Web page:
Migrants who decided to go back to their countries of origin through programmes of assisted voluntary return tell of their experiences, difficulties and goals in the SPEAK project (Strengthening and Promoting Engagement on Assisted Voluntary Return and Reintegration).
The project was started by the International Organization for Migration (IOM) to promote accurate information regarding the agency's assisted voluntary return and reintegration (AVRR) programmes, by letting migrants who participated and returned to their home countries tell their stories.
Help for going back home
"When we migrate, we choose to do so for different reasons: some of us move in search of better opportunities, and others may leave to seek protection from conflict and persecution. Sometimes the reasons to migrate are mixed. Similarly, some of us may feel the desire or the need to return home," said IOM.
"This can be triggered by the wish to reunite with family, by changed conditions in the host country or country of origin, or by the lack of legal status. This means that, in many circumstances, returning home can be as challenging as leaving in the first place," the organization added.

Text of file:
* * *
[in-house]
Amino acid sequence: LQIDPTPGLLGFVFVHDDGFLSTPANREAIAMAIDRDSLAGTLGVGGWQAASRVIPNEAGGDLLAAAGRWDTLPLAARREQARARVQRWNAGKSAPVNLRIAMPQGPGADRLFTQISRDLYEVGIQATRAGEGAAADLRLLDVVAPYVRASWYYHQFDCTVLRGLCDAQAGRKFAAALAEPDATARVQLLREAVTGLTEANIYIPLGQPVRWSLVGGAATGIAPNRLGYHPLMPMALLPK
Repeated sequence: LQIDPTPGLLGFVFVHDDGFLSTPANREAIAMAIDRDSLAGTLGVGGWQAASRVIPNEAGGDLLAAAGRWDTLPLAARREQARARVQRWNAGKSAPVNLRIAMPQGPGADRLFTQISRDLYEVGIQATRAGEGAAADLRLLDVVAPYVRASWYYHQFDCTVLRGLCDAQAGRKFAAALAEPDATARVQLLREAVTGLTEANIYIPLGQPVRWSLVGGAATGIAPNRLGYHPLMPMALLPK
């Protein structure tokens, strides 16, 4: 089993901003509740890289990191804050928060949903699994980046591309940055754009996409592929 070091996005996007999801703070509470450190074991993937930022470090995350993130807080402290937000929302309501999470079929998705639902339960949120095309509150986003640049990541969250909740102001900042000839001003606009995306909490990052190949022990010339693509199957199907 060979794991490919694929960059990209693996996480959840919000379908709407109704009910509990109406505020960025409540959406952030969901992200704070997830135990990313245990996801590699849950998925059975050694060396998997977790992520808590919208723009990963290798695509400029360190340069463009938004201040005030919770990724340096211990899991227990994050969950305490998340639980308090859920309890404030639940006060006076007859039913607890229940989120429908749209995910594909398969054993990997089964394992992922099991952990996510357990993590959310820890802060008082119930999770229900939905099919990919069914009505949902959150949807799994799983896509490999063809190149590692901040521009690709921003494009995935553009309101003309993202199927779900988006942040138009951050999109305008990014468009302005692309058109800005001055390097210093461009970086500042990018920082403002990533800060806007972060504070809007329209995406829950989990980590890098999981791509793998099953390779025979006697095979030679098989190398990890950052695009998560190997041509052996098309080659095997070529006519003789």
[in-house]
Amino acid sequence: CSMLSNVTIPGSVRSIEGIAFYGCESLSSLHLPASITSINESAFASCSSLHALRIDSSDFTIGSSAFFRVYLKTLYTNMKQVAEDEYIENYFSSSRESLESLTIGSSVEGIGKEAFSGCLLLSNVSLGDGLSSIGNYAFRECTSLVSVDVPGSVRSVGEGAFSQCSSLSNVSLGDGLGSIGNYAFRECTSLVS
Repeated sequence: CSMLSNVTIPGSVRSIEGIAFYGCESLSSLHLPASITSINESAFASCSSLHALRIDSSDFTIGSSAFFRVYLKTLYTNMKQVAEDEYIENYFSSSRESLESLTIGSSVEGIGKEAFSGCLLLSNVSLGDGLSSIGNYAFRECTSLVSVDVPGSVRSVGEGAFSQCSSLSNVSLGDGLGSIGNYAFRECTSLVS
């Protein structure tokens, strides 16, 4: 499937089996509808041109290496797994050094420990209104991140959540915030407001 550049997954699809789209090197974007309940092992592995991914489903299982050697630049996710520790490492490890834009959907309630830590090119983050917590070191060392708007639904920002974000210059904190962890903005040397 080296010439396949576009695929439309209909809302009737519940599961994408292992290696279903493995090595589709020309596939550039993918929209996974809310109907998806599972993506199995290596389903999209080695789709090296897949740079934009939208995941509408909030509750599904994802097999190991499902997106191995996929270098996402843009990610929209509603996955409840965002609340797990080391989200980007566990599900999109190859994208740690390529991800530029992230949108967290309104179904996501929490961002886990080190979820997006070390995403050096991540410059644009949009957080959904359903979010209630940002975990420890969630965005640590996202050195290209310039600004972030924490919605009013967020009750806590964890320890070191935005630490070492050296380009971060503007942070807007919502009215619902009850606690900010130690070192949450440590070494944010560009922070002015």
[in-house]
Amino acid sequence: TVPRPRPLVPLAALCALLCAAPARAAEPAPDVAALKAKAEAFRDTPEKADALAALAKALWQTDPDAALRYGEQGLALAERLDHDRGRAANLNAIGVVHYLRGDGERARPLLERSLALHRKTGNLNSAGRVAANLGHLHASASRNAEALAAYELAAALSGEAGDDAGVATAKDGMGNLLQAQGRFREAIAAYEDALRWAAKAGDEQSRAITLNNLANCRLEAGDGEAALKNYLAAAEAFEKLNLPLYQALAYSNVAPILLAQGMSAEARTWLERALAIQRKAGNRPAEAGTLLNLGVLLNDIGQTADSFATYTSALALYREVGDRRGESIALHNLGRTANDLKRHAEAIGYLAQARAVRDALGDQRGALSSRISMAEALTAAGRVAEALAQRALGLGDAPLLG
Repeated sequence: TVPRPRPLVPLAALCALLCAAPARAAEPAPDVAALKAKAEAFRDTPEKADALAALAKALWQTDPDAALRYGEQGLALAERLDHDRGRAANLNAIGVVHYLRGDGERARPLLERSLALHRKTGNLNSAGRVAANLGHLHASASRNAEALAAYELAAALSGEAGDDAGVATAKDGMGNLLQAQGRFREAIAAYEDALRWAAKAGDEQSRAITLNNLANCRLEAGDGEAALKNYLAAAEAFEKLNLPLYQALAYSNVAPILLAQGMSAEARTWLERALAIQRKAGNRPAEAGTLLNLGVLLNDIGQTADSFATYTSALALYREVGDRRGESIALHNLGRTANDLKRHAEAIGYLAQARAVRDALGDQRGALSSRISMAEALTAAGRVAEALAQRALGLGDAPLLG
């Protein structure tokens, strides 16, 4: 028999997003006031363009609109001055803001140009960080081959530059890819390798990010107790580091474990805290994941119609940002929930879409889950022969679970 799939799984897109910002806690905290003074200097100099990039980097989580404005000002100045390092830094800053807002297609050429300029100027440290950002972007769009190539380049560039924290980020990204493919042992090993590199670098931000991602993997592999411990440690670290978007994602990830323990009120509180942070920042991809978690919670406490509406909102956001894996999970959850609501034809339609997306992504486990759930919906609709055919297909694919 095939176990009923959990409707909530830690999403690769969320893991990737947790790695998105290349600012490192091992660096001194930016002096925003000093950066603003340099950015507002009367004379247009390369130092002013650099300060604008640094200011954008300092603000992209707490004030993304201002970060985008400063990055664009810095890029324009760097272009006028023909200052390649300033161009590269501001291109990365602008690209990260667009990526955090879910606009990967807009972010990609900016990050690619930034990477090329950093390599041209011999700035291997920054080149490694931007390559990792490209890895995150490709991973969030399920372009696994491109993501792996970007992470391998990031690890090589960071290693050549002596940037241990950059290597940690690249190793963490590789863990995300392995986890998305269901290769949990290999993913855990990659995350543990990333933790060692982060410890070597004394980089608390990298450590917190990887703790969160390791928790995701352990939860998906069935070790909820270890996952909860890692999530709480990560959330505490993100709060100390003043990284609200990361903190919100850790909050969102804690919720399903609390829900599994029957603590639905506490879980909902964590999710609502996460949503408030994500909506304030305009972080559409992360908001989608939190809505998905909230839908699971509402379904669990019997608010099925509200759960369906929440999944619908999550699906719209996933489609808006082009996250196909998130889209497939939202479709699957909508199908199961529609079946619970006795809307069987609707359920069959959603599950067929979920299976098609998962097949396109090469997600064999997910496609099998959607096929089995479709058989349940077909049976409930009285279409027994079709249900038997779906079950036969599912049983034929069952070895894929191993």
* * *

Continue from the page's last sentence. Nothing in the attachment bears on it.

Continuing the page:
Through its AVRR programmes, the organisation provides administrative, logistical and financial support to migrants in need who choose to return home, but lack the means to do so.
SPEAK gathers the stories of migrants who have returned to their home countries, from Spain to Senegal, from Greece to Iraq or even from Sudan to Ethiopia. Peshang, who returned to Iraq from Greece, is one of them. "I decided to come back after my parents returned to Iraq," he said in a video. "I had no hope of staying in Europe, so I turned to IOM to help me return home."
Peshang is now the owner of a store, which was opened partly with the organization's support. He said now his family sees him "building my future instead of looking back in regret." IOM said its AVRR programmes are "an indispensable part of a comprehensive approach to migration management."
Migrants who benefit from the programmes include those who have had their asylum requests refused, as well as victims of human trafficking, unaccompanied minors and other individuals with various vulnerabilities. Since 1979, IOM has assisted 1.5 million migrants.
Its AVRR programmes aim to provide "sustainable reintegration of migrants returning to a variety of contexts." Services offered include information and support in the hosting country, assistance during travel and at arrival in the country of origin, and economic support in the reintegration process.